This entry is part of a contest by HuffPost Books and The Buried Life. Click here to read more about it.
I smiled and felt really good, after reading your article on Art Bucket Lists. Timing being everything, added to my incredibilous good fortune with a sense of unbridled accomplishment. Are you kidding me ? Who had just returned from his highest priority wish on his Bucket List list of two wishes ? My list is possibly short on ambition and need but it's very, very focused. A short list, for me is less depressing, not to mention I've always felt it's quality over quanity, financially speaking. How many soul mates can a person have, anyway?
My Bucket List was informally initiaited 41 yeas ago while suffering thru a required survey art history class that all BFA folks endure. I actually, kinda liked everything about the information and imagery except the dates. What's wrong with .. " And then, it happened?" Prehistronic. My eye did savor some specific artists but mostly sculptors. Why? Stepping back even further, 53 years ago, as my family sat stuck in traffic on the D.C. end of The Memorial Bridge, loomed large, huge figures, I found later to be works by Leo Friedlander. From his "Art of War". I sat in the back seat of my Dad's Pontiac station wagon, beneath "Sacrifice".
With more than ample time to engage my nine year old curiosity, did I ask my Mom ... " Who made those things?" A sculptor - How cool is that? They had a title like - teacher or grandma - except I had never heard of it. Furtive. As we cruised thru Washington that afternoon, my Mom pointed out example after example of a new way to see things, especially as art. Without any furtivity, that day led to an MFA in Sculpture ( Alfred U. 1978 ) and beyond. Beyond, we don't talk about. Never as successful as Friedlander, I never for a moment regretted or doubted my very first impression of sculpture. ... how cool is that? There's not a photograph, painting, play or any art form that can command the presence of sculpture, especially public works. It's this juncture, of my involvement in art and your Bucket List notion, we became confidants.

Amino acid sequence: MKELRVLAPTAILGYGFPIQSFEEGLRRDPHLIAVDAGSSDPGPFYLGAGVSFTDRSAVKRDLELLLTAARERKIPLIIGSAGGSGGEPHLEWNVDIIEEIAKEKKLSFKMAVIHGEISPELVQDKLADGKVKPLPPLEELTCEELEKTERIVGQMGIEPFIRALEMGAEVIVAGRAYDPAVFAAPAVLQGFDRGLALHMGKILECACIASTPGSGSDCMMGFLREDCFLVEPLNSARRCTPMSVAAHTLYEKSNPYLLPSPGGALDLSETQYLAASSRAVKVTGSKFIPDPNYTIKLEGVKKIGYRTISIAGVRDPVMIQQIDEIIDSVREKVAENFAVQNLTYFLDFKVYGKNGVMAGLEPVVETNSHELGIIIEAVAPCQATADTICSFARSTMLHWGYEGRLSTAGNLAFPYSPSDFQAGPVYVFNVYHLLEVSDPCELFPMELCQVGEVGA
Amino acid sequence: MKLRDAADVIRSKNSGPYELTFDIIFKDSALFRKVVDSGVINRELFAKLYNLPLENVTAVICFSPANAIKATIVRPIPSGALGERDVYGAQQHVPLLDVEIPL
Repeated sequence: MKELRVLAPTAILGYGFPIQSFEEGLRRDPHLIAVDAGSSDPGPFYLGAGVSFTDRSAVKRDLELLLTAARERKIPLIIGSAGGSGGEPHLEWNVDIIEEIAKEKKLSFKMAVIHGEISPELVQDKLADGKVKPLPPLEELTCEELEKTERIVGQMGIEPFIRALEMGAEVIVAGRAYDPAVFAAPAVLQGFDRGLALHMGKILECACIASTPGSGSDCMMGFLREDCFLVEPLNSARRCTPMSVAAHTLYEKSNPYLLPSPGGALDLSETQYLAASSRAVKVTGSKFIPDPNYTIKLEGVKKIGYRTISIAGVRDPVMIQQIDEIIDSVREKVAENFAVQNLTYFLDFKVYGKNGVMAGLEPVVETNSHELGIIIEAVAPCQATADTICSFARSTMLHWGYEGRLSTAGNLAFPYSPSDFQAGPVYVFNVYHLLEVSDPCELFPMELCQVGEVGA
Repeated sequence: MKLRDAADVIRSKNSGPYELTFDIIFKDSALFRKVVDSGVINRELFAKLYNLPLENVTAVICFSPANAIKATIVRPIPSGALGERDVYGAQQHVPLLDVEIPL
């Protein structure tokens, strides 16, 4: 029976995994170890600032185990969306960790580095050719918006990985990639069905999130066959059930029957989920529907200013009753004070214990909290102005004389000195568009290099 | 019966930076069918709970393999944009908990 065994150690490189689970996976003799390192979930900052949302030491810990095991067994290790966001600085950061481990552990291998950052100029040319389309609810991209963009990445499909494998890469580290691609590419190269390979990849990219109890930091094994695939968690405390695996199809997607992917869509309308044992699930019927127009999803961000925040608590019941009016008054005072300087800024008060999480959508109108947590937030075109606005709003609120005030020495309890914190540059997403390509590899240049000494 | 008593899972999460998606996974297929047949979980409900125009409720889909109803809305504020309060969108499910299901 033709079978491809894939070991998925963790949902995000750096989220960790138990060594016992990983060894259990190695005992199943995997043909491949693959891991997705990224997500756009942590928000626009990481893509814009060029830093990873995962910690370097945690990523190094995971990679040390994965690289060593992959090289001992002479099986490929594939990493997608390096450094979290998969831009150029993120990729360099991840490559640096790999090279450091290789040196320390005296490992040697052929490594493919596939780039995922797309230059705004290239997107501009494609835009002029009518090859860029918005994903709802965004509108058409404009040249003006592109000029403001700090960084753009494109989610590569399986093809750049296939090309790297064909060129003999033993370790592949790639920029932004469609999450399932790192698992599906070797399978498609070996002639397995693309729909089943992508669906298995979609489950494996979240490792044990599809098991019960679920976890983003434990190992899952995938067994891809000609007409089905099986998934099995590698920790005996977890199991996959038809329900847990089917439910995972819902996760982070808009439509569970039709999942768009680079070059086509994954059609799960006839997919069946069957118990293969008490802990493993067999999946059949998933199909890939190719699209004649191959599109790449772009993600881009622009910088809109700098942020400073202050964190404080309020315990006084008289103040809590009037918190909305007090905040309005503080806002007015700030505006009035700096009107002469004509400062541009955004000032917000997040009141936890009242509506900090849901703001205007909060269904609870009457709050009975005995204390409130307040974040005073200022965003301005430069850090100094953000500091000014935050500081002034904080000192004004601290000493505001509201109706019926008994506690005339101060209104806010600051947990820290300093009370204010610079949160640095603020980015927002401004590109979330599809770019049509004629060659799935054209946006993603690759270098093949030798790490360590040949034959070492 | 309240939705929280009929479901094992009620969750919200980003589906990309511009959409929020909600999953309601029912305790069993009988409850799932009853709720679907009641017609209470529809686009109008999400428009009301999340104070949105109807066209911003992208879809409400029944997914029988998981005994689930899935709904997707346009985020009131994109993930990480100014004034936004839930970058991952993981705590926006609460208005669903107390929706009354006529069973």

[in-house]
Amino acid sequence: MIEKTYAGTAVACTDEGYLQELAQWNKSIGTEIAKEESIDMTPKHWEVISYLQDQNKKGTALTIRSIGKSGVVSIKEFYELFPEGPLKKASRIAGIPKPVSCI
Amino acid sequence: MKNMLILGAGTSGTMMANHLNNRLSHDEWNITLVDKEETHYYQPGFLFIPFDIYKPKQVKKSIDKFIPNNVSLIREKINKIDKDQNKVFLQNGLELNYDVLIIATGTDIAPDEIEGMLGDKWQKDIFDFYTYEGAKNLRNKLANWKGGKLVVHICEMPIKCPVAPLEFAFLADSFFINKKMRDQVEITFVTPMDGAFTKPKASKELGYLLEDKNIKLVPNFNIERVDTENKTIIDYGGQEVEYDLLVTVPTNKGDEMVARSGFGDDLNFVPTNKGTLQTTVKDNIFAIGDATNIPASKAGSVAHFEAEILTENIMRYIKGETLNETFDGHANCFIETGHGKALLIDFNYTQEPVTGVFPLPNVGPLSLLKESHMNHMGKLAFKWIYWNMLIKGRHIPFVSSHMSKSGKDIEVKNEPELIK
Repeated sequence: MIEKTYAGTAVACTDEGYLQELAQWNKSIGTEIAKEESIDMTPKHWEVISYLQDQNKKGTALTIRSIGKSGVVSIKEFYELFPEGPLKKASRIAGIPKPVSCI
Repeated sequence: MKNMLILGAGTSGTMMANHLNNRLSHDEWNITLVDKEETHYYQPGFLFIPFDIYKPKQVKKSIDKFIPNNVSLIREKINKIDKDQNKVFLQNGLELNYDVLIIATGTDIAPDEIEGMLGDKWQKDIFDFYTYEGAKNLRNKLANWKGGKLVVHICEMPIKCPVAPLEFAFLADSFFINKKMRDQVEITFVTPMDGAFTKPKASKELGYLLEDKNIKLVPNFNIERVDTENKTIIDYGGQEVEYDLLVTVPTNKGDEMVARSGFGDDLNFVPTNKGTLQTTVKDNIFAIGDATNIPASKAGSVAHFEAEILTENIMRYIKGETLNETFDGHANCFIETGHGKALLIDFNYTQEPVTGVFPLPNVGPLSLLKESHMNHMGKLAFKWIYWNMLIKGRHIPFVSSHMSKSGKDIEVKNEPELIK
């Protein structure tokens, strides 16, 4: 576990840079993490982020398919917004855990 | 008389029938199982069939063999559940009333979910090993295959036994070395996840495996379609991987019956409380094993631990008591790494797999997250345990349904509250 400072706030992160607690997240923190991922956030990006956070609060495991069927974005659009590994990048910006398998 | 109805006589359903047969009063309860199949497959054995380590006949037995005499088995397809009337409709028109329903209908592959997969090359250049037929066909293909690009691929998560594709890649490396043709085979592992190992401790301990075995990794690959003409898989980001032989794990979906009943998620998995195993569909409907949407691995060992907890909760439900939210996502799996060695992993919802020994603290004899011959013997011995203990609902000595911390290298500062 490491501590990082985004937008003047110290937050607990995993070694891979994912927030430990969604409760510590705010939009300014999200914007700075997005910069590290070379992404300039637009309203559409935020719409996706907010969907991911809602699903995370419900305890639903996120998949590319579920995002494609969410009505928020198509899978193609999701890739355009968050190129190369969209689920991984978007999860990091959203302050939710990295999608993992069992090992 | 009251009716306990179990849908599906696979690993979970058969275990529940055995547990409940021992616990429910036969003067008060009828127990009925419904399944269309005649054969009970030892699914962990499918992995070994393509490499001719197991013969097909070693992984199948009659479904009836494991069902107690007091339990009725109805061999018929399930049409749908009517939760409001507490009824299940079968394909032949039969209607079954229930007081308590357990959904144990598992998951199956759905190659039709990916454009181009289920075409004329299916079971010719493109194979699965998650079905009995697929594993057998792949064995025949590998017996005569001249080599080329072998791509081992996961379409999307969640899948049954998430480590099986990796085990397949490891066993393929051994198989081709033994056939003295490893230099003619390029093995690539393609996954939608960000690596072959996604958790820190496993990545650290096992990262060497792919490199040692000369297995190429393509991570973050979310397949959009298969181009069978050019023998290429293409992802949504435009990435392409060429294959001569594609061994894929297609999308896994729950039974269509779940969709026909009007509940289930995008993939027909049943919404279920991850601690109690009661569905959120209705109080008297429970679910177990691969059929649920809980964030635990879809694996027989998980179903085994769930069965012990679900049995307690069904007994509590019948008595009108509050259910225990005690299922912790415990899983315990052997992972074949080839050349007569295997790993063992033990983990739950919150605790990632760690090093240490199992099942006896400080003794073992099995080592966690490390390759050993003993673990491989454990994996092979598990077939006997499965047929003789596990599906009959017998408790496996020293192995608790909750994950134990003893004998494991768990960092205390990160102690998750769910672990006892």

It's been over half a century since I fell hopelessly addicted to the third dimension, did I get to realize half of my Bucket list., I got to go experience first hand, the possessed world of a sculptor, I feel, sets the highest standard for sculpture for the entire world to embrace. Thanks to an unexpected check from the VA, regarding my tour as a Marine in Vietnam (69-70), made possible my long awaited journey that would expose me to the intellectual passion of this sculptor's work, I regard as God - like. Or, Clapton - like. Something I thought would never materialize, was in it's infancy and growing. Not for a second, did I entertain pragmatical applications for this award. And not for a second, did I think I'd have another opportunity like this.
I invited my 27 year old son, Maxx, to go with Dad on his "art safari". A safari with a single objective, concerning game. Dad was to experience all things Gianlorenzo Bernini. This man rocks my little world and I was going to be near his. Not nearly as much as the Rolling Stones, but Maxx, had heard of Bernini growing up. Michelangelo who ? Bernini is the guy that ( every artist has, or should have, deference to a higher talent ) makes me hesitate and cringe a little, when I tell someone I'm a sculptor. Really ? I'm pretty sure he's not turning over in his grave, which I kissed, over me or anybody else. We're all on the same page with that, then.
As a New Yorker, I decided to not visit Italy and concentrate on Rome for six days. In February ( 57-60 avg temp ) the only people that were in Rome, was me, my son and a bunch of Romans. A few actually dressed as the Romans I know and love from "Ben Hur". We did get a solid feel for the city and a lot of it's components. We even ate Japanese, Halal and Chinese. Most importantly, Rome is where Bernini's work resides. And his work's surroundings ain't too shabby either. At the Galleria Borghese, I shuddered as I snuck a cheap feel of my favorite sculpture, "Apollo and Daphne" and his "David". Had my mother been there, I would have asked HOW, did he make them ? To be standing and looking at this incredible gift to art, somehow made me flash on James Taylor singing "I'm Your Handyman" to Bob Dylan.
Both Maxx and I, now have a clearer visitation about the seductive power of art and the burden of it's effect, not to mention how great it was hangin' out with my kid in Rome for all the right reasons. Couldn't ask for more. Being overly familiar with Bernini's work I saw no need for a camera. Since I don't own one, that was a lucky brea k. I did, however, do something I feel serves me better than photos I'll never look at again. I have some conditions that help define the two wishes on my Bucket List, so I got a tattoo on my last day in Rome. It's Apollo's hand. If ever get to experience my last Bucket List wish, I'm getting "Walking Man" ( maybe Balzac ) because when I look at my tattoo of Apollo's hand it makes me smile.